Captain Duncan Graham was a Scotsman who came to North Dakota after getting started as a fur trader for Hudson’s Bay Company. Graham believed there was profit to be made in the trading business, and he founded a trading post on the island that now bears his name. Though the date is in dispute, Graham is believed to have inhabited the island around 1810 to 1817; far earlier than the flood of homesteaders to come six decades later.
Grahams Island is a state park today. The south side of the island is an anglers’ and campers’ paradise, but the north side of the island is a sadder story. Devils Lake is a closed basin and has been subject to fluctuating water levels. The decade between 2005 and 2015 has seen some of the highest observed water levels ever, and there are at least four farms along the north shore that are now abandoned and partially submerged. The roads that once led to these family homes are now submerged, leaving a beautiful landscape of man’s work slowly giving way to nature.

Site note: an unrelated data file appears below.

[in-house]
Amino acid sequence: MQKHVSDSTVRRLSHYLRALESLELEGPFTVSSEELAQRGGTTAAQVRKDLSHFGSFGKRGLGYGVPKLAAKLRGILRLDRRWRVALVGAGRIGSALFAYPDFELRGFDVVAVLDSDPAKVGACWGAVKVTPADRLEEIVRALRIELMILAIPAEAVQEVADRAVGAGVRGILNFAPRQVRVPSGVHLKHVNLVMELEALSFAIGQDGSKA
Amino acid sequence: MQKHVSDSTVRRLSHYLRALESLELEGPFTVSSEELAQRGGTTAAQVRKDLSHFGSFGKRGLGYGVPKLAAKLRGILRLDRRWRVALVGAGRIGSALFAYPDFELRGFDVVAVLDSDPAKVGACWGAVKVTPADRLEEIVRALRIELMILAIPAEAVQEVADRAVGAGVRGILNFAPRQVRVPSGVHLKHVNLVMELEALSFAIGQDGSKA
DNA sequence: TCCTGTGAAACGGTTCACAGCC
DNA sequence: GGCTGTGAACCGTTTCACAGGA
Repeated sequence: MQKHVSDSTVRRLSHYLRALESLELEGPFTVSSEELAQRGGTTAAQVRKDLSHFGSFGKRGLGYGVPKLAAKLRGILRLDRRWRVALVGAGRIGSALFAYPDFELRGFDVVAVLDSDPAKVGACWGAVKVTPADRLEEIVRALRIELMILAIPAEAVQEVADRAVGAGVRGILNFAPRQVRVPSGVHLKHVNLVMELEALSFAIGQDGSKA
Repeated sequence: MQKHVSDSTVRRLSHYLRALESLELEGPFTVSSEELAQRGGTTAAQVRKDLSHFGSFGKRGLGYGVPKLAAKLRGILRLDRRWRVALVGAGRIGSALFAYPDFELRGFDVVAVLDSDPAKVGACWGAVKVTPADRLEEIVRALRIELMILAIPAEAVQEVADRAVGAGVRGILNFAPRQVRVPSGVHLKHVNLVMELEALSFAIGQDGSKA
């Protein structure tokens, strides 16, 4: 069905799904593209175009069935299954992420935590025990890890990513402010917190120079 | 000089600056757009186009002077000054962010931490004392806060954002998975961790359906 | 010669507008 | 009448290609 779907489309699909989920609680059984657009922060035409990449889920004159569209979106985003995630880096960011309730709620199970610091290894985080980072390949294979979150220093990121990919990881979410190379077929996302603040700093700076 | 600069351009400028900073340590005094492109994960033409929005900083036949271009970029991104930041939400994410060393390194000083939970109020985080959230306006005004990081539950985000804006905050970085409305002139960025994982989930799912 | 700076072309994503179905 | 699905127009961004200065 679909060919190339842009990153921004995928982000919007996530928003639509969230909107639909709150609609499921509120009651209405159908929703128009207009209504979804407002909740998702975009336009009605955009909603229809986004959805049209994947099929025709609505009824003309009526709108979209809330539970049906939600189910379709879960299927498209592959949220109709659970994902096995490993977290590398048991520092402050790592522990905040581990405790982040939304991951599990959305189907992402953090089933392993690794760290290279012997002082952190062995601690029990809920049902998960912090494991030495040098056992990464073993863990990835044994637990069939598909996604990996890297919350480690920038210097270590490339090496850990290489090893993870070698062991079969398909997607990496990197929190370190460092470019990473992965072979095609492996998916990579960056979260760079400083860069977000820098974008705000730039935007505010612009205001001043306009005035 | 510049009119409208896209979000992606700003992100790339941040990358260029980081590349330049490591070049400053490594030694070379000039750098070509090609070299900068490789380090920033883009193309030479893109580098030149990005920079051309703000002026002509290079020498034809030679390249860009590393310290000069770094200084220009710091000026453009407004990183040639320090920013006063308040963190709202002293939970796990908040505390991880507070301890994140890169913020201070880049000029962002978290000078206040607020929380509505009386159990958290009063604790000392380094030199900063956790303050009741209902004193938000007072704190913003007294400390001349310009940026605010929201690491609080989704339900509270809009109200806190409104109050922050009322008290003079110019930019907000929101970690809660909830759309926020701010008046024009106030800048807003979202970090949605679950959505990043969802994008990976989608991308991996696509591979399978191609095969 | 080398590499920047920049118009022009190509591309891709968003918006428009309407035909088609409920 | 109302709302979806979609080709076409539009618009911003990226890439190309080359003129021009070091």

One of the few structures with some heritage still-standing on Graham’s Island. It looks like a former country school.
We were thrilled to see it looks like someone is actively working to restore this school. There was a scaffold set up along one exterior wall and the window frames had been stripped and nicely repainted, hopefully in advance of getting new windows. It would be great to go back in a few years and see this place all fixed up!
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Photos by Troy Larson and Terry Hinnenkamp, copyright Sonic Tremor Media
Troy Larson is an author, photographer, gentleman adventurer (debatable) from Fargo, North Dakota, and co-founder of Ghosts of North Dakota. @NorthDakotaTroy